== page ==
If you pass on the organic produce in order to save a few bucks, perhaps you should at least consider the organic strawberries, new research suggests.
For the third year in a row, strawberries rank the worst on the Environmental Working Group’s Dirty Dozen list of fruits and vegetables. The annual list looks at which of our grocery store produce is harboring the highest number of harmful pesticide residues.
This year, more than 98 percent of samples of fruits like strawberries, peaches, cherries and apples tested positive for at least one pesticide residue on the skin. About a third of all strawberry samples had at least 10 pesticides present, the study reported. One sample had an “astounding” 22 pesticide residues.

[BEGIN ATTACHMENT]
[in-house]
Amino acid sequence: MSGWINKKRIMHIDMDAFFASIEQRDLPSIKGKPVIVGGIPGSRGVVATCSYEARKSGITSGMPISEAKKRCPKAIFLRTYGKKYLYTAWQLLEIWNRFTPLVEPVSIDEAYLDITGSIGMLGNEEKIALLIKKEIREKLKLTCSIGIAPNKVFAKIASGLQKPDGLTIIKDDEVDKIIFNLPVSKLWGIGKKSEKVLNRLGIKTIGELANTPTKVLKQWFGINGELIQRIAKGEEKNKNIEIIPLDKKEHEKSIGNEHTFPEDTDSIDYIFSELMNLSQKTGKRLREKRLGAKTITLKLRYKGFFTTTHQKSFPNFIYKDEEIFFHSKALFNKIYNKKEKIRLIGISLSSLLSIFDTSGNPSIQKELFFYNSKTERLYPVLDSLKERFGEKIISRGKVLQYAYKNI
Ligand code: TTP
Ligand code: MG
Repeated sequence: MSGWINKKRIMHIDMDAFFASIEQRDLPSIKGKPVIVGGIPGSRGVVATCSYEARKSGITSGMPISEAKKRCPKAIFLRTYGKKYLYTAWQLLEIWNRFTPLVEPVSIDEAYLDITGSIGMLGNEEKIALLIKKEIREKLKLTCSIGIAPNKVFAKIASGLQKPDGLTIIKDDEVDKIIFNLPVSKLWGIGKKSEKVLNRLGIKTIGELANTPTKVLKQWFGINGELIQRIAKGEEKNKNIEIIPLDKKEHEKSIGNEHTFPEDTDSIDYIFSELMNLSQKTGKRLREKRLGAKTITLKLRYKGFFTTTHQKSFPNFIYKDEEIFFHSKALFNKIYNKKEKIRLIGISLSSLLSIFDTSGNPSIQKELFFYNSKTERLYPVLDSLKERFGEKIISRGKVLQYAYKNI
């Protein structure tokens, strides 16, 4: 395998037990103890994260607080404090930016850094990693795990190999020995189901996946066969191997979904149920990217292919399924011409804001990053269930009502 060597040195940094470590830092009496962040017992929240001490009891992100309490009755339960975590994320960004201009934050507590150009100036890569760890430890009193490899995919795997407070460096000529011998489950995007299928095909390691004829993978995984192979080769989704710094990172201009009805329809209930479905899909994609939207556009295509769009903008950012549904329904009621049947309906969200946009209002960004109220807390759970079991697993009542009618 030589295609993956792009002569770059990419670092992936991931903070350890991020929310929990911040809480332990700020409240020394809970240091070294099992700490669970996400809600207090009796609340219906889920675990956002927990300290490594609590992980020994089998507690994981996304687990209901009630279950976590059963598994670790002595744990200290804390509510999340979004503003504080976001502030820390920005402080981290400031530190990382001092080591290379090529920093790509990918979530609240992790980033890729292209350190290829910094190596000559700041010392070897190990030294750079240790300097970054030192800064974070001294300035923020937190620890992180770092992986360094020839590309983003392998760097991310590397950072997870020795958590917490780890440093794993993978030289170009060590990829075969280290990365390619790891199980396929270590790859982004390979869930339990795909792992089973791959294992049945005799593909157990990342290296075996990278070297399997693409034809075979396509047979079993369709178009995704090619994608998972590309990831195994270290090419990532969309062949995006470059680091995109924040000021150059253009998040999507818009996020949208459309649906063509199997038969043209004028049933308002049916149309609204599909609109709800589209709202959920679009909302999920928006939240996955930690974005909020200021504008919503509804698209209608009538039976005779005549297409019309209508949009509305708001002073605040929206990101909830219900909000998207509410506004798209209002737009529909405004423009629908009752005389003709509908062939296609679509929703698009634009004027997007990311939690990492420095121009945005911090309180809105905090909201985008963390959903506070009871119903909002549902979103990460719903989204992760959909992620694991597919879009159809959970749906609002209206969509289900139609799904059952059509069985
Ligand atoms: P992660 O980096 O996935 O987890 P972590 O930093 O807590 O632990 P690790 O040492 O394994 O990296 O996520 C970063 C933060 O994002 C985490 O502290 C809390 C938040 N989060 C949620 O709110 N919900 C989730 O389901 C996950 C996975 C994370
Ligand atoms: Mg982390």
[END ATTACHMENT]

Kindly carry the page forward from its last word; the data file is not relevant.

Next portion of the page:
Behind strawberries on the Dirty Dozen list landed spinach. About 97 percent of spinach samples showed pesticide residues were present.
Nectarines, apples and grapes rounded out the top five.
The report is based on findings of nearly 39,000 tests on 47 different fruits and vegetables conducted by the Department of Agriculture. The findings showed that nearly 70 percent of “conventionally grown produce” and 98 percent of strawberries, peaches, nectarines, cherries and apples contain at least one pesticide.
But it’s not all negative. The EWG also publishes a list of the “Clean Fifteen.” On it were avocados in first place followed by sweet corn. Pineapples, papayas, asparagus, onions and cabbage are also reportedly pretty safe. More than 80 percent of samples of these fruits and vegetables contained no pesticides.
Here are the Dirty Dozen for 2018:
- Sweet Bell Peppers
The “Clean 15” FOR 2018:
- Sweet corn
- Sweet Peas — Frozen
- Honeydew Melons